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Signature and dimension of embedding space of GR

  1. Aug 10, 2015 #1
    Hello. I am not familiar with differential geometry and curvature tensors, yet I am having a great deal of questions to ask.
    First when we lay a set of coordinates for an n-dimensional plane, let's say 2 coordinates for a surface embedded in a 4D space the vectors we begin with to describe our surface must have 4 coordinates each, right? So, no matter how we arrive at our curvature Riemann or Ricci tensor the space in which our surface is embedded must reflect in our equations somehow... I mean with an increase in the dimensionality of the embeddind space we must get a different set of equations for each 2D surface say. Or is it that the tensor equations are independent of dimensions of surrounding vector space? How is this possible?
    With this in mind, what is the signature of the surrounding Euclidean plane in the EFE near a massive body? Is it (-,+,+,+,+) or (-,+,+,+,-) ? Did Einstein use 5D vectors in his equations to arrive at?
    In cosmology do we often use higher than 5D embedding spaces to describe the expanding spacetimes, especially for the flat space expanding universes?
    And finally, which book is good for me to start learning GR? Is Wheeler's book Gravitation right for a beginner like me or do i need more basics like Spivak's Comprehensive Introduction To Diff. Geometry?
     
  2. jcsd
  3. Aug 10, 2015 #2

    Dale

    Staff: Mentor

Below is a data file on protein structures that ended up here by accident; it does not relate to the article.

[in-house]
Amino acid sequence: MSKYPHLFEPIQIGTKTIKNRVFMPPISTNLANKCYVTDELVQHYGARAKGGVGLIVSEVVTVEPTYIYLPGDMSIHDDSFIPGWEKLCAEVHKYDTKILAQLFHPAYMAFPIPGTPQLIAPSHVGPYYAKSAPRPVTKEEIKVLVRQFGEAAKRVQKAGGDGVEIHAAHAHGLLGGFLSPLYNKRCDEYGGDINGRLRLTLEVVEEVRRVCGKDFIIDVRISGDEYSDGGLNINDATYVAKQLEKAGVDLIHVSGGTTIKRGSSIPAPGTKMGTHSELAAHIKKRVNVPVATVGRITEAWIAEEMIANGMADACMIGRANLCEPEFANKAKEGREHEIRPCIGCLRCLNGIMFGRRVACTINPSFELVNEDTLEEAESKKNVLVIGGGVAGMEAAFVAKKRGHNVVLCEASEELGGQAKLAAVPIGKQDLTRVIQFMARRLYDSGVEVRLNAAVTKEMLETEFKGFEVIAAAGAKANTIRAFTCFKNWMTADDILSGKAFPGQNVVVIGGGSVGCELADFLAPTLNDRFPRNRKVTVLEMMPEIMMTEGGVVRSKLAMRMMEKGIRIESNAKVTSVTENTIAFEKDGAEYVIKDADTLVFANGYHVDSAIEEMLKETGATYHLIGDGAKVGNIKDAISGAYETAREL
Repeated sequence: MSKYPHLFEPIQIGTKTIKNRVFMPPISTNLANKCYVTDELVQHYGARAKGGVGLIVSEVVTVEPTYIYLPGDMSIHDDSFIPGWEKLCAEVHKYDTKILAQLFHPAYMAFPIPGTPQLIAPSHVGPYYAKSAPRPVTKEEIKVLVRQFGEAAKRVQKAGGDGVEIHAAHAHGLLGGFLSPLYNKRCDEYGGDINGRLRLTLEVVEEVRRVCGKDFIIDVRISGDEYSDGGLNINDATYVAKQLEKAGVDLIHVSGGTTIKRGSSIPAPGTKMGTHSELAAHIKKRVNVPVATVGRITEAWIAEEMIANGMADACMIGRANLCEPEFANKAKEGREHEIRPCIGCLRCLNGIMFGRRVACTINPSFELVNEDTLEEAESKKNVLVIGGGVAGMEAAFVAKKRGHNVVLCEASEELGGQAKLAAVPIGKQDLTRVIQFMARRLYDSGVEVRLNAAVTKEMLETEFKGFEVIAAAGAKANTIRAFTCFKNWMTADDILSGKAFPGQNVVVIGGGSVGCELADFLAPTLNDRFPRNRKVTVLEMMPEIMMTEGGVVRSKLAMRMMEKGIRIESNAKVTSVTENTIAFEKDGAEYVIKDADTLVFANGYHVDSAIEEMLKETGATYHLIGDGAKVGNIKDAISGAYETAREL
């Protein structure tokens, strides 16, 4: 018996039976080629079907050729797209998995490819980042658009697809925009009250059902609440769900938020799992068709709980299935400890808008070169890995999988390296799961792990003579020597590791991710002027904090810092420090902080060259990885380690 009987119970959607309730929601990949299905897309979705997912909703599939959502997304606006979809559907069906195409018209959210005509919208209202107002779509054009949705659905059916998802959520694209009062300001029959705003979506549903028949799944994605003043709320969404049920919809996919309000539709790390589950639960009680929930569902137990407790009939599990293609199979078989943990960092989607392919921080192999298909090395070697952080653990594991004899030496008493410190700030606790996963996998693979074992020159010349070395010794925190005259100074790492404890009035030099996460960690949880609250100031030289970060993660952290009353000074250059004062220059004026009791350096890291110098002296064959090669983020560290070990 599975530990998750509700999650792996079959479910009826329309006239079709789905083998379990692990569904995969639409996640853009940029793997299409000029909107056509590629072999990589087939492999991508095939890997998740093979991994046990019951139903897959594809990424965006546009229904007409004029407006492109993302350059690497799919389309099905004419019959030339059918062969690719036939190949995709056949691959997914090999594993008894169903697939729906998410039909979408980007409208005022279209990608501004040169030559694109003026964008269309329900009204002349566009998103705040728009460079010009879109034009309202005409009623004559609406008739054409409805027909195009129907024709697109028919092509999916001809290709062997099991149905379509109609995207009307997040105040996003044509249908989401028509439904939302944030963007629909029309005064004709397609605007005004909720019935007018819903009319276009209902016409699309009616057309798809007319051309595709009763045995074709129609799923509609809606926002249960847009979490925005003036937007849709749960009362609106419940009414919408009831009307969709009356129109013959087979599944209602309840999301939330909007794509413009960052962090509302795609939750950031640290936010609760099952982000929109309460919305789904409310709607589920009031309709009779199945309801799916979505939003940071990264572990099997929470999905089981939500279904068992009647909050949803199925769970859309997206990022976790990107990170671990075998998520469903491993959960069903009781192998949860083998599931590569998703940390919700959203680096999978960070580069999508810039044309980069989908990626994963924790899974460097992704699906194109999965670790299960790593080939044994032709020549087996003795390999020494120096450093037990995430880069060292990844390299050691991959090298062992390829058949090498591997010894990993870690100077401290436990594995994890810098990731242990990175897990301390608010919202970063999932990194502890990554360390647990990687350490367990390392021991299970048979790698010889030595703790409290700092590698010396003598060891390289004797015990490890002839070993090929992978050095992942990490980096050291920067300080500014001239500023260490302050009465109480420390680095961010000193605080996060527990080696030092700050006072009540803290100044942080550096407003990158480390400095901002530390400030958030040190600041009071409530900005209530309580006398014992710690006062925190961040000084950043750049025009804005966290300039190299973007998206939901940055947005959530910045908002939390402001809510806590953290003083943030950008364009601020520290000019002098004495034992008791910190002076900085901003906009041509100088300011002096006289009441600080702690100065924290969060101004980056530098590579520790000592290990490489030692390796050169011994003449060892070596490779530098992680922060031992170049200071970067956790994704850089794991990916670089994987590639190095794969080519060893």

Hi dismachaerus, welcome to PF!

    Actually, one of the interesting things about Riemannian geometry is that the embedding space is completely irrelevant. All of the notions of curvature and geometry are formulated purely in terms of the lower dimensional curved space and there is no need to reference any higher dimensional flat embedding space.

    For example, the surface of a sphere is a 2D curved manifold which you are probably picturing in your head as being embedded in a flat 3D space. But you can do all of your differential geometry on the surface of the sphere using only the 2D curved coordinates.
     
  4. Aug 10, 2015 #3

    dextercioby

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    Science Advisor
    Homework Helper

    It is not true that the 5 as a dimension exists. One of the most complicated (to me) results in modern mathematics is this one: https://en.wikipedia.org/wiki/Whitney_embedding_theorem. This tells something about an 8, not a 5.
     
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